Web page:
On June 6, 1944, Werner T. Angress parachuted down from a C-47 into German-occupied France with the 82nd Airborne Division. Nine days later, he was captured behind enemy lines and, concealing his identity as a German-born Jew, became a prisoner of war. Eventually, he was freed by US forces, rejoined the fight, crossed Europe as a battlefield interrogator, and participated in the liberation of a concentration camp. Although he was an American soldier, less than ten years before he had been an enthusiastically patriotic German-Jewish boy. Rejected and threatened by the Nazi regime, the Angress family fled to Amsterdam to escape persecution and death, and young Angress then found his way to the United States. In Witness to the Storm, Angress weaves the spellbinding story of his life, including his escape from Germany, his new life in the United States, and his experiences in World War II. A testament to the power of perseverance and forgiveness, Witness to the Storm is the compelling tale of one man's struggle to rescue the country that had betrayed him.
This is an extraordinary memoir, self-ironic and humane, dealing with one of the darkest chapters of twentieth-century history."
Konrad H. Jarausch, author of Out of Ashes A New History of Europe in the Twentieth Century
This autobiography deserves to be placed next to Victor Klemperer's I Will Bear Witness as a vivid account of the Nazi years. In plain and lucid language Angress recounts the gradual disillusionment of a Jewish schoolboy in Berlin after 1933. No less strikingly portrayed is his experience as an American soldier in the Second World War, parachuted into France on D-Day, wounded in battle, and shocked at the liberation of concentration camps. Readers will find in these pages the unforgettable depiction of a turbulent life."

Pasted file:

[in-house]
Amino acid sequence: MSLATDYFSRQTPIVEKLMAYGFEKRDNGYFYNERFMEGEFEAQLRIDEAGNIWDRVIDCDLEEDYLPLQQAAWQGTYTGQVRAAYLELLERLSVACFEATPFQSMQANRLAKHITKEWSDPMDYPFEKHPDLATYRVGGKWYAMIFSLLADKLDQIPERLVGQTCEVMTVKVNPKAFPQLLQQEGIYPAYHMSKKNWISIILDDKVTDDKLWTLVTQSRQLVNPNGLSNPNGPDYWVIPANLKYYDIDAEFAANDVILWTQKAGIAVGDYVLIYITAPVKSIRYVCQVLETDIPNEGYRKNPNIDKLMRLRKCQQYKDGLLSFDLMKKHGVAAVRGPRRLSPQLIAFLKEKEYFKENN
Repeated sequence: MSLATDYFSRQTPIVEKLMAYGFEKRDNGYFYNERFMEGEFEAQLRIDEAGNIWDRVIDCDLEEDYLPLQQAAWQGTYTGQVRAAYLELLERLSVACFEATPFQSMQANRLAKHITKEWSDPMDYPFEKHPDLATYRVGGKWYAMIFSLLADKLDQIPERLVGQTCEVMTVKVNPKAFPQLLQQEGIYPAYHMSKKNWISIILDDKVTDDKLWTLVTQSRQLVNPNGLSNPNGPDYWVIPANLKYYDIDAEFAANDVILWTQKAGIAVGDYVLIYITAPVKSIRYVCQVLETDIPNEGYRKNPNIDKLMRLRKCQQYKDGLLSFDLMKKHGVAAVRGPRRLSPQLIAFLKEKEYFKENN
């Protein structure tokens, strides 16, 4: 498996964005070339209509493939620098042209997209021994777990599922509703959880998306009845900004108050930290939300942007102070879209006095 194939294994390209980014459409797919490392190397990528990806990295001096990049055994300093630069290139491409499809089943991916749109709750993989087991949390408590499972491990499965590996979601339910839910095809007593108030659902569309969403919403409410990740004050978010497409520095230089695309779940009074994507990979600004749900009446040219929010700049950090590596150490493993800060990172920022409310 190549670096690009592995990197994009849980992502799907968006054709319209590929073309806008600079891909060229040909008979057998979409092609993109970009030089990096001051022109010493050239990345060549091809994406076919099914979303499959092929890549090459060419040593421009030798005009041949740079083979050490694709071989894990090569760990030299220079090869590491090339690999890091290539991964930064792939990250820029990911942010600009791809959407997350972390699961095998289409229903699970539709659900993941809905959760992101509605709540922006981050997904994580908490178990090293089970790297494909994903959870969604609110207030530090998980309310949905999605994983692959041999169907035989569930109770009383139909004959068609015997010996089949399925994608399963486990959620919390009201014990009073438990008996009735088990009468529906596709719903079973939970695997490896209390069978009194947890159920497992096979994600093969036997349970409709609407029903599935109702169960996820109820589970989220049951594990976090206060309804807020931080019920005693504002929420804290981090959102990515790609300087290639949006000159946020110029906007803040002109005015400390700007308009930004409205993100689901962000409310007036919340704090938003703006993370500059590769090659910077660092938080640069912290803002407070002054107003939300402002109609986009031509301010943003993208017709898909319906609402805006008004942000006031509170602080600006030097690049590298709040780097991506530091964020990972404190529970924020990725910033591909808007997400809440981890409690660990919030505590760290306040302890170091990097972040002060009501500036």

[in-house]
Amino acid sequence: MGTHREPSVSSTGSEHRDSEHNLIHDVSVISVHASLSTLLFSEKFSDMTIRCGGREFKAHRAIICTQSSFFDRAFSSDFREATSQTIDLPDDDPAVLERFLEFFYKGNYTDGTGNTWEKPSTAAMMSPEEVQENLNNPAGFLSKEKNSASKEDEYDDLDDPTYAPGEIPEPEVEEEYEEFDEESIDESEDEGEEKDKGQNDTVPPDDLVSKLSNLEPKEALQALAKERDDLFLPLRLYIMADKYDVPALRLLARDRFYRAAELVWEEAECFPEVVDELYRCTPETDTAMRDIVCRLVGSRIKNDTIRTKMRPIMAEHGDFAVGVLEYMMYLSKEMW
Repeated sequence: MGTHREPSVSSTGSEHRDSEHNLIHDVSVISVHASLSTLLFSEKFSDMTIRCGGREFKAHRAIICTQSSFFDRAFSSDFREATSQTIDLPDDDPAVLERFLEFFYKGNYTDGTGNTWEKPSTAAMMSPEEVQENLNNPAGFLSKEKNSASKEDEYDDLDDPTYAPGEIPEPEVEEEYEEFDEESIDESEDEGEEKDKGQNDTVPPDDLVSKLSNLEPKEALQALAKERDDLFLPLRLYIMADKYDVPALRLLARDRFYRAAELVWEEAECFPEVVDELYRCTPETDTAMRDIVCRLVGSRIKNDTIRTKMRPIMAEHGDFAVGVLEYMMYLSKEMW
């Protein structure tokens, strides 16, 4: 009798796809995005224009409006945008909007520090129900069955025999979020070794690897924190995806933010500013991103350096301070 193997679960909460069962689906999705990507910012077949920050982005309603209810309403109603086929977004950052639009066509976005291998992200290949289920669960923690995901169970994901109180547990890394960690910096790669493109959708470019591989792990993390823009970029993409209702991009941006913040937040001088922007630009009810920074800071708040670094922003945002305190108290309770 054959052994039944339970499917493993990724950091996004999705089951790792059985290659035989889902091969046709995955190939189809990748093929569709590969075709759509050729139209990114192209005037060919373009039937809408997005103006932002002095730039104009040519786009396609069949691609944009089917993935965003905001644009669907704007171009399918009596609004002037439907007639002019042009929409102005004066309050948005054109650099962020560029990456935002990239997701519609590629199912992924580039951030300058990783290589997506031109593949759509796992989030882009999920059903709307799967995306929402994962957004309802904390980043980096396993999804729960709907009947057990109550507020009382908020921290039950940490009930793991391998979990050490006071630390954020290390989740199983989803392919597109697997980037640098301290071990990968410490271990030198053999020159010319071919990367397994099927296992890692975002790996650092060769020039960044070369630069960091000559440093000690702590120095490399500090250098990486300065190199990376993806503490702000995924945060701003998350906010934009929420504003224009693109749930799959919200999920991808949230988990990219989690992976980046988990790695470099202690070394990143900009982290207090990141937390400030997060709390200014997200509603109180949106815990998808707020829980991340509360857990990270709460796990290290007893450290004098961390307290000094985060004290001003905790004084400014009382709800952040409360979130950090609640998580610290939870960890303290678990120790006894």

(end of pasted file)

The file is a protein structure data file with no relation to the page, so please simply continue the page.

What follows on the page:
Allan Mitchell, author of Nazi Paris: The History of an Occupation
Angress' memoir pulls readers in with details of daily life in Nazi Germany and later in the U.S. army. He not only paints a lively picture of his dense family, neighborhood, school, and youth group relationships, but allows his emotions to come to the fore.... Allowing us to share his memories and observations, he brings us into his world with humor, modesty, and a sharp eye for the telling detail. His humanity and insights makes this book a must read for students of Germany, Jewish history, and "G.I. Jews." As a "witness to the storm," he enriches all of us."
Marion Kaplan, author of Gender and Jewish History
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Table of Contents
1. Family Life in Berlin, 1920-1936
2. Early Childhood and School Days
3. The Youth Movement
4. Gross Breesen Training Farm for Emigrants, 1936-1937
5. The Road into Exile, 1937-1939
6. United States - Hyde Farmlands, 1939-1941
7. Service in the Army and War
8. From the Battle of the Bulge to the End of the War, 1944-1945